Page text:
They’re trendy and colorful, but are açaí and smoothie bowls actually good for you? Exactly how the nutrition stacks up isn’t an easy question to answer: Certain ingredient combinations can ratchet up carbs faster than you can say “Nutella drizzle.” Fortunately, with a little know-how, you can make smart choices and avoid creating a sugar bomb.
The Healthy Benefits
Açaí bowls (pronounced ah-sigh-EE) are based on a purée made of frozen açaí berries that may be blended with banana or other ingredients to reach the consistency of a very thick smoothie. Spooned into a bowl and topped with fresh berries, sliced bananas, and crunchy granola, it’s the vegan, dairy-free breakfast of champions (and the fodder for a million Instagram posts).
Roughly the size of a grape, the dark purple açaí berry is packed with antioxidants (yes, more than blueberries). These compounds help neutralize free radicals in the body that can cause premature aging, heart disease, and certain cancers. Açaí, which comes from a type of palm plant, has been a staple food of the indigenous people of the Amazon Basin for thousands of years. Health-conscious consumers in the United States caught on to the berry in the early 2000s, and its reputation as a “superfood” spread quickly.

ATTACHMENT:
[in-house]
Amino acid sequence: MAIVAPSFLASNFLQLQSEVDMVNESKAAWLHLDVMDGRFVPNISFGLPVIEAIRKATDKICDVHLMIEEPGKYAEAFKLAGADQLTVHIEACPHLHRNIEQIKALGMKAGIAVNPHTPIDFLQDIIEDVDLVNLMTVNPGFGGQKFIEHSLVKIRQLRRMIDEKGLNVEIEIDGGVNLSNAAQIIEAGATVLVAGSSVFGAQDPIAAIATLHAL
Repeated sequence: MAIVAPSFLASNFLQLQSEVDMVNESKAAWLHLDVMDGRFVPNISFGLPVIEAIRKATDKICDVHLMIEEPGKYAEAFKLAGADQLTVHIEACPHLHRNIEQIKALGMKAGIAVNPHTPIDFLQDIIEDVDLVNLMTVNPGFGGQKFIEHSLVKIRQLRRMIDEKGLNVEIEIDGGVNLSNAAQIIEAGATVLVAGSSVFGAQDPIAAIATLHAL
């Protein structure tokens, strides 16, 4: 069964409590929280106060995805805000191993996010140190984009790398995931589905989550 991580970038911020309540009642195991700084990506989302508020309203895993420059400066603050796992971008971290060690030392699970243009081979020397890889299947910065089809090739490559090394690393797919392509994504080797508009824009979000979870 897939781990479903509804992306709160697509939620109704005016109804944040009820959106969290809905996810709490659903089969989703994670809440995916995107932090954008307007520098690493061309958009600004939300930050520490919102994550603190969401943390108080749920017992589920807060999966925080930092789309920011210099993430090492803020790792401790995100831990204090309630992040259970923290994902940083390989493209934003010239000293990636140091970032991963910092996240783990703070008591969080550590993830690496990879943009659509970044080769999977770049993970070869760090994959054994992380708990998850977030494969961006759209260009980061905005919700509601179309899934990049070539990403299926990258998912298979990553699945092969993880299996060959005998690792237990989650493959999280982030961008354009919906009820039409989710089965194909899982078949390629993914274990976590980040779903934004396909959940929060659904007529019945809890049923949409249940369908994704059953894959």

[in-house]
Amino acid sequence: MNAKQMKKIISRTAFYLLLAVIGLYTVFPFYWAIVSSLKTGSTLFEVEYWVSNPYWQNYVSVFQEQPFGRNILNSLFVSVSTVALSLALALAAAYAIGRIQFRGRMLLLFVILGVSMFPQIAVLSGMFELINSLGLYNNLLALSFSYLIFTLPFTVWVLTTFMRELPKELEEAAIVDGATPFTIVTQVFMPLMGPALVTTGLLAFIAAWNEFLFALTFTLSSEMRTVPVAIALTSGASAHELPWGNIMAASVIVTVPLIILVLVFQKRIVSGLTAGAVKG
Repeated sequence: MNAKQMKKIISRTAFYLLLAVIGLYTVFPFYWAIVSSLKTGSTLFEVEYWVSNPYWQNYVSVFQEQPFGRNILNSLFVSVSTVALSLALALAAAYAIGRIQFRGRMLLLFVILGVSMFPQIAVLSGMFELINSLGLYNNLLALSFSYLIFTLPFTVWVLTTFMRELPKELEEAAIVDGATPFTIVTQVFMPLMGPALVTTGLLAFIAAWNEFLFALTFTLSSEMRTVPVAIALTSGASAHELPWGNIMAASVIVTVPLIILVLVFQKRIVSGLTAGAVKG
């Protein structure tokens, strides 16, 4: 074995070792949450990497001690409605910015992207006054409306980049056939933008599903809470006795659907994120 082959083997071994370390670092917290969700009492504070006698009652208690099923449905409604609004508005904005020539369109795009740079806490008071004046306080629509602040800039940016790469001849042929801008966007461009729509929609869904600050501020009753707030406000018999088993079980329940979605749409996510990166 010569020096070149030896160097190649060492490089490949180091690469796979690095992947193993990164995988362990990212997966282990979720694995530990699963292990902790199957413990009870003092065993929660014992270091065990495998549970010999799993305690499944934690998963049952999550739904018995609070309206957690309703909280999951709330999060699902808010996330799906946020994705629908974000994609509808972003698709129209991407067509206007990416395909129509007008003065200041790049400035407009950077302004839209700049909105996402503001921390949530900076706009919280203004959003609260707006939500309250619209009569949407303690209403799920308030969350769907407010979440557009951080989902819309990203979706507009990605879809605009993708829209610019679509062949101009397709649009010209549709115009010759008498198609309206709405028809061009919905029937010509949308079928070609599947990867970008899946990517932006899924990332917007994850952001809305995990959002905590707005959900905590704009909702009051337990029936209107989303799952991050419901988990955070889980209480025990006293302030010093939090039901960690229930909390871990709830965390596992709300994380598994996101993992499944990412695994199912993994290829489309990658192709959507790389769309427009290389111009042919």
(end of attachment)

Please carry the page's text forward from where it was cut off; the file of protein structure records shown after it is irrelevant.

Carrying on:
Smoothie bowls are built on a yogurt base instead of açaí purée. Notable health benefits include calcium, whopping doses of probiotics that may aid digestive health, and muscle-building protein (particularly if they’re made with higher-protein Greek yogurt). Like açaí bowls, they’re versatile. Options range from the classic breakfast combo of berries and crunchy granola to more adventurous territory of avocado, papaya, and pumpkin seeds. Go green by blending spinach, kale, or avocado into the yogurt base, or opt for healthy but decadent additions like coconut, nut butter, or cocoa nibs.
The Unhealthy Drawbacks
Watch for bowls that supersize the carbs. Some smoothie bowls can clock in at over 100 grams of carbohydrates. Fortunately, if you watch what you order or consume smaller portions, you can avoid a sugar bomb. Work açaí and smoothie bowls into your diet as a substantial meal no different than, say, an omelet or scramble — not a drink, small snack, or “light” breakfast.
Here are five tips for making healthy smoothie bowls:
- For a nondairy option, blend frozen açaí with half a banana and coconut water or a splash of nondairy milk.
- Mix unsweetened yogurt into smoothie bowls and purée it with whole frozen fruit instead of juice to avoid additional sugar and to up the fiber quotient.
- For an extra dose of filling protein, add some nut butter or Greek yogurt to the bowl.
- Go easy on the granola. A few tablespoons of lightly sweetened granola should do the trick.
- Try a green version: Spinach and kale are nutritious and bulk up the bowl without adding sugar.
This article is reprinted with permission from MyFitnessPal.